77.4% rate the present traffic situation as bad
A vast majority of respondents have rated the present traffic situation in Malta to be varying degrees of negative, the November edition of the iSurvey commissioned by The Malta Independent shows.
Respondents were asked how they would rate the traffic situation from a scale of one to 10, one being very bad and 10 being very good.
In total: 48.3% awarded the traffic situation a ranking of ‘1’, 10.7% gave it a 2, 10.1% chose 3, 8.3% chose 4, 9.4% chose 5, 3.7% chose 6, 2.5% chose 7, 3.4% chose 8, 0.3% chose 9 and 0.8% gave it a ranking of 10 – the best possible one. When adding up the proportion of respondents who ranked the traffic situation to be from a one to a four, it was found that a total of 77.4% rate the present situation as varying degrees of negative.
The traffic situation has become progressively worse for many throughout the years. If you are among the unfortunate majority of Maltese that must commute through the evergrowing gridlocked areas during peak hours, such as Kappara, Birkirkara Bypass, TalBalal, Marsa, Paola, Msida and San Ġwann, you are more than likely to agree that the traffic
Respondents were asked how they would rate the traffic situation from a scale of one to 10
situation in Malta has become progressively worse. Media reports just last month estimated that there are 38 new cars on the road each day, with limited road capacity, it is no wonder that areas are becoming gridlocked.
For the purposes of the infographic, we have divided the segments into five, rather than ten, for clarity’s sake. Rankings 9 and 10 represent ‘extremely bad’, 8 and 7 represent ‘bad’, 6 and 5 represent ‘unaffected’, 3 and 4 represent ‘bad’ and 1 and 2 represent ‘very bad’.
PL and PN split
When breaking down the answers based on the way people voted in the 2013 general election, it was found that:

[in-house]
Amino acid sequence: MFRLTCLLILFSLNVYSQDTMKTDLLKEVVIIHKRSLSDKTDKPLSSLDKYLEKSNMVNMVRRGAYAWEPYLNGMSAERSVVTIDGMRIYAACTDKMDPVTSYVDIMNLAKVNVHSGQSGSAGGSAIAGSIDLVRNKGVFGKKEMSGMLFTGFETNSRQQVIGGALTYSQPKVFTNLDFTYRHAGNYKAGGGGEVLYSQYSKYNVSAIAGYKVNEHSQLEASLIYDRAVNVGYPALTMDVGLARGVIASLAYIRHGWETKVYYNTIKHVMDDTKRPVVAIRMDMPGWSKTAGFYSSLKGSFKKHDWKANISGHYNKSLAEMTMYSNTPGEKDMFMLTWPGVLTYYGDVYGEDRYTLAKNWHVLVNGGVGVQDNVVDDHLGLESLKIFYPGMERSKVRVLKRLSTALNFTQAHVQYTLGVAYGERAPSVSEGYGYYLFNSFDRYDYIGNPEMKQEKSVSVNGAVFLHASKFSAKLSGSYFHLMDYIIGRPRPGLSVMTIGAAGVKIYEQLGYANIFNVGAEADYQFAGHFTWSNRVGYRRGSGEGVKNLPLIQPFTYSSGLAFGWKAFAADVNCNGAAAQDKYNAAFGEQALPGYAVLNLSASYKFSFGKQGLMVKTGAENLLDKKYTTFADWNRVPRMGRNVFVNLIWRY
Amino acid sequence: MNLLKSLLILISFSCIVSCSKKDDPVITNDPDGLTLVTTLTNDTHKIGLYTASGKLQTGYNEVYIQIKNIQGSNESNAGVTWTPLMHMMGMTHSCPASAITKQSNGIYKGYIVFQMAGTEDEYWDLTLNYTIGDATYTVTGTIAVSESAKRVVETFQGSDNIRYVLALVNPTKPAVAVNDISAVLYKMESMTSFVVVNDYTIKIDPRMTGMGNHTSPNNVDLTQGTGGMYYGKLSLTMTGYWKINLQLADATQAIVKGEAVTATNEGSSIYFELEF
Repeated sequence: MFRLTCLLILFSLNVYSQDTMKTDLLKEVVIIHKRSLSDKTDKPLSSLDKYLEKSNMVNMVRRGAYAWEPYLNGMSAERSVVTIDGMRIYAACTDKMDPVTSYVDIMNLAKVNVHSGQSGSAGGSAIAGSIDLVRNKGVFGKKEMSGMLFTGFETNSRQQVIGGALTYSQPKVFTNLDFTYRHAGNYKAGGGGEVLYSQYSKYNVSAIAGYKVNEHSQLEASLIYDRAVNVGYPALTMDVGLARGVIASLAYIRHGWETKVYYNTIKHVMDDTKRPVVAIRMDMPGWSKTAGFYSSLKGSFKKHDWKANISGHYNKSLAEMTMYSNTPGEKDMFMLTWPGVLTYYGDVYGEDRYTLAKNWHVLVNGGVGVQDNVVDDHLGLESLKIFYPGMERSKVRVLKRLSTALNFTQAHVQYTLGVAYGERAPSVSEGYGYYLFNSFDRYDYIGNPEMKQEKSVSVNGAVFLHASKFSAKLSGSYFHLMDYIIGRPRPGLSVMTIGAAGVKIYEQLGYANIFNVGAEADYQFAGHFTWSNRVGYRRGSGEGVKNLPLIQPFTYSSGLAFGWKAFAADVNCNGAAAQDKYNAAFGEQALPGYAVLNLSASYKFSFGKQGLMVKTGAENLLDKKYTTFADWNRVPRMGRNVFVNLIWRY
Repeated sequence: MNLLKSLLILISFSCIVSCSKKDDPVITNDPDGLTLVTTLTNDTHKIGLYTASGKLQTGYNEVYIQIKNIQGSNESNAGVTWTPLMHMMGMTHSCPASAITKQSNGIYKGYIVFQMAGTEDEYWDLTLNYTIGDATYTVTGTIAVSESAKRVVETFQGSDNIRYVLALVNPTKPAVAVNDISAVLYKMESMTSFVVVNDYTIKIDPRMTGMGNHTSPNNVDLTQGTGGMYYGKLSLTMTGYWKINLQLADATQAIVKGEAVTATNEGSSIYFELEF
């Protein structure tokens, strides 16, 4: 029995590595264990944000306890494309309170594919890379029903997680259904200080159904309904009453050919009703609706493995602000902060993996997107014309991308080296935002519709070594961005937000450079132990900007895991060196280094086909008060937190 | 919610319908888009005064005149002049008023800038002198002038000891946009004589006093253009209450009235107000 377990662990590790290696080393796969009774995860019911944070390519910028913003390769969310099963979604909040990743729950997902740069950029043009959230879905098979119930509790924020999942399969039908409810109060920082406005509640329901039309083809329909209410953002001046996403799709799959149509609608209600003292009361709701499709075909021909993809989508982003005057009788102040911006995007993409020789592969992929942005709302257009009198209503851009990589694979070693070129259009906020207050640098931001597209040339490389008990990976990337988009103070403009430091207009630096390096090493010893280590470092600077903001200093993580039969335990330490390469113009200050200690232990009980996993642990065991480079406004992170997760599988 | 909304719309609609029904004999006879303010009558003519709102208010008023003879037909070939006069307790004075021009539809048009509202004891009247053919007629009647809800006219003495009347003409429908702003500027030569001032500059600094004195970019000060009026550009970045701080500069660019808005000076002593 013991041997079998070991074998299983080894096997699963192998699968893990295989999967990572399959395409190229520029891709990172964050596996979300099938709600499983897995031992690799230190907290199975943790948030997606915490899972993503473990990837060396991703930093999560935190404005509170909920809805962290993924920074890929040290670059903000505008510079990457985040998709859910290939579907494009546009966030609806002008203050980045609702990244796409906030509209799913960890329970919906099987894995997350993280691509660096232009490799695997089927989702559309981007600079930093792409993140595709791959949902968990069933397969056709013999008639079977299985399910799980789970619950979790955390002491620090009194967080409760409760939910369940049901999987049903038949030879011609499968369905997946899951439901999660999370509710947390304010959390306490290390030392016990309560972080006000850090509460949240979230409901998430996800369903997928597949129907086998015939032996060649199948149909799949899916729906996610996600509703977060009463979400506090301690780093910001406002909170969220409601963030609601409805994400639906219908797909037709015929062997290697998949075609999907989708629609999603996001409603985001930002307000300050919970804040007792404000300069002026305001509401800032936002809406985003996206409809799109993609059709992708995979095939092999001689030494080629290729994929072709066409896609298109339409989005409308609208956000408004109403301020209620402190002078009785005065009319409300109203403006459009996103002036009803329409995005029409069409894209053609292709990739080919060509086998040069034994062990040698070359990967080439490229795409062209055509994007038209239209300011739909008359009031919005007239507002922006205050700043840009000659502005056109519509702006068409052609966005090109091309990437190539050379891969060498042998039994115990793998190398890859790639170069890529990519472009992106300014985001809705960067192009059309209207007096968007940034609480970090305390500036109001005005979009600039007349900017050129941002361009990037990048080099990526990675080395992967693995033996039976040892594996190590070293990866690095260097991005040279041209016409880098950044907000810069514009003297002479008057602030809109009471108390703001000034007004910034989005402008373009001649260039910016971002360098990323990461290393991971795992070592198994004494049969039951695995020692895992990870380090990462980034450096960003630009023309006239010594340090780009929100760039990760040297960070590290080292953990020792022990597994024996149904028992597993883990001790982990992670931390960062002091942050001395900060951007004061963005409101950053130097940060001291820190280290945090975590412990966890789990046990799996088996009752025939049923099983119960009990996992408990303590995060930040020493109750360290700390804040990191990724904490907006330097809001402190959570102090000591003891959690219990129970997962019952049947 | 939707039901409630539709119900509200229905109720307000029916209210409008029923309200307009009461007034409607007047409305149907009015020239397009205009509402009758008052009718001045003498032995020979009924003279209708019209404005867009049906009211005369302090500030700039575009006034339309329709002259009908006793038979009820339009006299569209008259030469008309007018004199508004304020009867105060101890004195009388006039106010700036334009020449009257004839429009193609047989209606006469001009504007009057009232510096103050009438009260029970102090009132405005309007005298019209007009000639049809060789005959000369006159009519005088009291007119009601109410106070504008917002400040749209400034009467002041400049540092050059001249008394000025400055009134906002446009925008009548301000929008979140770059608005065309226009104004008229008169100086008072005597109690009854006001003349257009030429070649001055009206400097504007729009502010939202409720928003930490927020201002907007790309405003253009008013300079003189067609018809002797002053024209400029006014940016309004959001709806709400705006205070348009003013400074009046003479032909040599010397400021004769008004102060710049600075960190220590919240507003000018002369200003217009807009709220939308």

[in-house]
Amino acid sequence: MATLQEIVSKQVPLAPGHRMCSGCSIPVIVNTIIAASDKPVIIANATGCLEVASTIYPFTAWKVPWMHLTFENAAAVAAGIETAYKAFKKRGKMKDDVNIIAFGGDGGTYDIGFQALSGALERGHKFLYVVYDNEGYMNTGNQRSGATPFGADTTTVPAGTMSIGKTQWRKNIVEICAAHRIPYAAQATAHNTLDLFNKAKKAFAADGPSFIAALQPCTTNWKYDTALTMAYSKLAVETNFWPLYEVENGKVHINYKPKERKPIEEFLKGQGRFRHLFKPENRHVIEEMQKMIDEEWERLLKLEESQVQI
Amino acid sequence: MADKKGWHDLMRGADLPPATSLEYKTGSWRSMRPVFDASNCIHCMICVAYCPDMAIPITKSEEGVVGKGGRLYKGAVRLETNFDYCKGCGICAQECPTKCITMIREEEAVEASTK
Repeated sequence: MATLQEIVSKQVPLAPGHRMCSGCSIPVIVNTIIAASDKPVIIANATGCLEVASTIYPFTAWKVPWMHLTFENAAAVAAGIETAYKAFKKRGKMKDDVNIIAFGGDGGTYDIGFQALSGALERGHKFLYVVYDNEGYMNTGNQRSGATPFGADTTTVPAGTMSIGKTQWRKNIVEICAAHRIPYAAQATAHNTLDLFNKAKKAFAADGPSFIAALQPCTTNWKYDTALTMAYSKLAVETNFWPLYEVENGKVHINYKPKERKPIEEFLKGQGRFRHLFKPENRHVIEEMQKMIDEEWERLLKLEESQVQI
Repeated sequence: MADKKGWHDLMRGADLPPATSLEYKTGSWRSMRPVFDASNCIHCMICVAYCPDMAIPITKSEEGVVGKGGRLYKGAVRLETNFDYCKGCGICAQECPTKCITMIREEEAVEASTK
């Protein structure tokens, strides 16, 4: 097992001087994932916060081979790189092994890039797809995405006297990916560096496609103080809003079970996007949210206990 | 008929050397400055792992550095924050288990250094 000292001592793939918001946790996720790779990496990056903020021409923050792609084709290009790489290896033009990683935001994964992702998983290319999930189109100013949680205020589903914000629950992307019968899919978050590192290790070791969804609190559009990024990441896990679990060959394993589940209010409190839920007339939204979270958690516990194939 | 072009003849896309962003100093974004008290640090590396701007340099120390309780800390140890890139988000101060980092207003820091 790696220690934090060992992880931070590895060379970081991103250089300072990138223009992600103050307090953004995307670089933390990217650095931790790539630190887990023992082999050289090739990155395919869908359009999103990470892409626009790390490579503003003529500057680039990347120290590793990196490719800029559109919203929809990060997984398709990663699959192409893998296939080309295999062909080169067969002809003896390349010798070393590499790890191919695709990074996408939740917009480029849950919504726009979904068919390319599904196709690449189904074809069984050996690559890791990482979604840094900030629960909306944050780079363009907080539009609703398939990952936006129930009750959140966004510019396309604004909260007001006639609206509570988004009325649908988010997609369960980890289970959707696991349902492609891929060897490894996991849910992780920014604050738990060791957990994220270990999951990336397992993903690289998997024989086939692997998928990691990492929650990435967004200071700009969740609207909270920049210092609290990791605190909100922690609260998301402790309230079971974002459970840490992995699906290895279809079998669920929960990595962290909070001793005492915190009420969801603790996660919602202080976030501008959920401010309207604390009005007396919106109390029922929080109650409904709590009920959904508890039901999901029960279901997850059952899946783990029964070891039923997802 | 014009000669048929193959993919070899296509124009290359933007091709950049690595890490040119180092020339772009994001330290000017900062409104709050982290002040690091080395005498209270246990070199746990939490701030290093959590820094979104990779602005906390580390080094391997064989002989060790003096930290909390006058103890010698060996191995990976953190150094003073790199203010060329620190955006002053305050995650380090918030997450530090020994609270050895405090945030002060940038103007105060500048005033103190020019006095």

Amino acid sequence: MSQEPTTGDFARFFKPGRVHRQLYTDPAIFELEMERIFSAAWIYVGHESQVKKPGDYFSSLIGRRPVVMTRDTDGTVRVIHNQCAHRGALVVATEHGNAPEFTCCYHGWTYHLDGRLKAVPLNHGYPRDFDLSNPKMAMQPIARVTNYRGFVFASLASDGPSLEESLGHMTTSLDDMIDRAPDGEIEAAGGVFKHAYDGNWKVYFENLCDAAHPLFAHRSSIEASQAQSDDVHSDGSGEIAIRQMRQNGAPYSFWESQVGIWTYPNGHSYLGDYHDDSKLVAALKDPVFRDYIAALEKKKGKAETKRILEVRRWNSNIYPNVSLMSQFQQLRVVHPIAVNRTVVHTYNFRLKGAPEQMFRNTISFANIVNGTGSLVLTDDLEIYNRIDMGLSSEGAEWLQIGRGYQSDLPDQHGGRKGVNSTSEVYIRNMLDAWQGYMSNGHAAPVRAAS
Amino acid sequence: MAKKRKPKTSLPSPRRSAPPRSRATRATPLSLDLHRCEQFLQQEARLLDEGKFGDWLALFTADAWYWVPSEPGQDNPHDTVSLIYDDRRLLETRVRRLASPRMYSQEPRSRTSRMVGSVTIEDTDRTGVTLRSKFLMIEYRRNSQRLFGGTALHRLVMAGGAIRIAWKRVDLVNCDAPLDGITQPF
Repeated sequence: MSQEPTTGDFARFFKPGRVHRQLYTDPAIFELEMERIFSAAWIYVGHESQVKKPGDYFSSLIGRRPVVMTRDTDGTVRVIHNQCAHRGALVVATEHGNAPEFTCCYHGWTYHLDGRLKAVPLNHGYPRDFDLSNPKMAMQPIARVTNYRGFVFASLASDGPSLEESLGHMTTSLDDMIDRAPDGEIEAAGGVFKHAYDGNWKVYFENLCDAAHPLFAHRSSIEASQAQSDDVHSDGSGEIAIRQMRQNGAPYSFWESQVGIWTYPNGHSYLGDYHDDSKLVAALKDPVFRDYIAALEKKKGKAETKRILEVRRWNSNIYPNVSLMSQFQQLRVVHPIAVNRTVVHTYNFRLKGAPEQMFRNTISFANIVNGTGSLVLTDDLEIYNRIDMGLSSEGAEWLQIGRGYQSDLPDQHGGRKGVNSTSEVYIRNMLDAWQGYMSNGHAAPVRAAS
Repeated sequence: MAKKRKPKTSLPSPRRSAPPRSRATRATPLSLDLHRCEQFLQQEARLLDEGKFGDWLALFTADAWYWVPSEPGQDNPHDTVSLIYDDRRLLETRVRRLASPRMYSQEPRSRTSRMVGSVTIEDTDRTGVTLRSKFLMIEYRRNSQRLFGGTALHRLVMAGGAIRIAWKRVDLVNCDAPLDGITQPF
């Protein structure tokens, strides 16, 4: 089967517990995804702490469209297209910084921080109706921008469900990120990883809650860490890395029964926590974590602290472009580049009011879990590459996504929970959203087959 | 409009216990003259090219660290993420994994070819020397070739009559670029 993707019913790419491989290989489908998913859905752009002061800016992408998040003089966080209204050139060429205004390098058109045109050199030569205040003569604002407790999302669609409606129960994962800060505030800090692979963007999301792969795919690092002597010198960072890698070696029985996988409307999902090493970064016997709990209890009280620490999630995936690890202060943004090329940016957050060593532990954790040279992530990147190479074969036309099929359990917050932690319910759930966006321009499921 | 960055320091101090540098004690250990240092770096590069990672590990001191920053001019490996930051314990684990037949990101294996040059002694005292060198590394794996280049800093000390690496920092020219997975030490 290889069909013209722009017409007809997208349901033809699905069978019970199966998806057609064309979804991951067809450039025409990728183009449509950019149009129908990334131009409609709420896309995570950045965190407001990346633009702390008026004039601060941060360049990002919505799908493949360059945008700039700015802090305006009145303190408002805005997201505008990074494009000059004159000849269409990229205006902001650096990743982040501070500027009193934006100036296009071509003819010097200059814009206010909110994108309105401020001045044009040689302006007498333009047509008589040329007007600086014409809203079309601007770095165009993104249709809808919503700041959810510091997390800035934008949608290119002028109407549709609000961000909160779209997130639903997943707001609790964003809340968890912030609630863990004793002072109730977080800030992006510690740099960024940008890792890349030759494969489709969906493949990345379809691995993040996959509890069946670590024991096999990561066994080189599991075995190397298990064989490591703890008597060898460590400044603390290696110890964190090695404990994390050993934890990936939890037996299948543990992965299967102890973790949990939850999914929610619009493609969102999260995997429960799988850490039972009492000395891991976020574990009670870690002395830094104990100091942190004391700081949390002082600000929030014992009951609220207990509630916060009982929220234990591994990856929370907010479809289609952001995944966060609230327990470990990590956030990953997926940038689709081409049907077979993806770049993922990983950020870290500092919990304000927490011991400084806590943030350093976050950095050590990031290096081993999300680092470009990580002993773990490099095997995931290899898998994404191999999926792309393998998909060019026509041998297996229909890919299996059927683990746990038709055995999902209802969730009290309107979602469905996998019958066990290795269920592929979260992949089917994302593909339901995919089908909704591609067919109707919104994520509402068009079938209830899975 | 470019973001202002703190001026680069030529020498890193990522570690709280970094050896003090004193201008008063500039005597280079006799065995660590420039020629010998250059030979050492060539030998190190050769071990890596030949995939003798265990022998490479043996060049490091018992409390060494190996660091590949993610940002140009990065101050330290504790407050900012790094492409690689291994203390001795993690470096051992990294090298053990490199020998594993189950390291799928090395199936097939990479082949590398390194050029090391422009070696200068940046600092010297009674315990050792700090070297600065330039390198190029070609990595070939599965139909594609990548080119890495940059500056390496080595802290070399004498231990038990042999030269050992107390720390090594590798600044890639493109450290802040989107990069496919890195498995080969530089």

Of those who voted PL in the last election, 35.6% chose the first ranking – that is very bad, 7.4% chose 2, 10.4% chose 3, 11.1% chose 4, 14.8% chose 5, 5.7% chose 6, 4% chose 7, 6% chose 8, 0.7% chose 9, 1.7% chose 10.
Therefore, when adding up the proportion of respondents who 1 to 4, the rankings that illustrate the belief that the present traffic situation is negative, it was found that 64.8% of PL voters have concerns over the situation today.
Out of those who voted PN in the last election, 63% chose the first ranking, 13.8% chose 2, 8.5% chose 3, 6.2% chose 4, 2.3% chose 5, 0.8% chose 6, 2.3% chose 7, 1.5% chose 8 and no respondents gave the present traffic situation a ‘very good’ ranking of 9 or 10.
Over the years the problem of traffic has consistently become worse. Government efforts to mitigate the problem include the building of the Kappara flyover, that is currently underway, the total redoing of the Coast Road and bringing in new partners for the public transport system. The thinking behind the first two projects is to increase capacity in those areas as well cater for the free flow of traffic. While the Coast Road project has reportedly improved the traffic situation for the area in a big way, it has been reported that once reaching the Pembroke/Luxol area, bottlenecks start to form. It is hoped that once all major infrastructural projects are completed, they will complement each other and provide for more free flowing traffic throughout the island.
While people have expressed concern that such projects are not enough, and called for more radical solutions, the willingness of such solutions to be carried out remains to be seen. When there were media reports over the possibility of a congestion tax being introduced on Maltese roads, it created public outcry.
The PN have also come out with their proposals for traffic, with Opposition Leader Simon Busuttil pushing for a lighttram system that would make it attractive for Maltese and Gozitans to leave their cars at home. The Opposition came up with a working document for its shortterm proposals, and is expected to release its long-term proposals in the coming months.
Members of civil society have heavily supported the use of bicycles rather than cars, car pooling, increased use of ferries, government provision of free school transport and avoiding using the vehicle during peak hours.
As part of this initiative, efforts have already been made in order to begin bicycle sharing service.
When breaking down the data based on age, no discernable pattern could be identified. Whether you are young or old, changes are your views on traffic are similar. The biggest determining factor, however, is the commute taken each morning to work/school.
The November 2016 iSurvey – the sixth of its kind – was commissioned to Business Leaders Malta on behalf of The Malta Independent. A total of 600 respondents were used, representative of age, gender and spread of localities. With such a sample size, the margin of error is +/- 4%. More info from the iSurvey will continue to emerge throughout this week.
The biggest determining factor is the commute taken each morning to work/school
* No PN voters rated the present traffic situation as being ‘very good’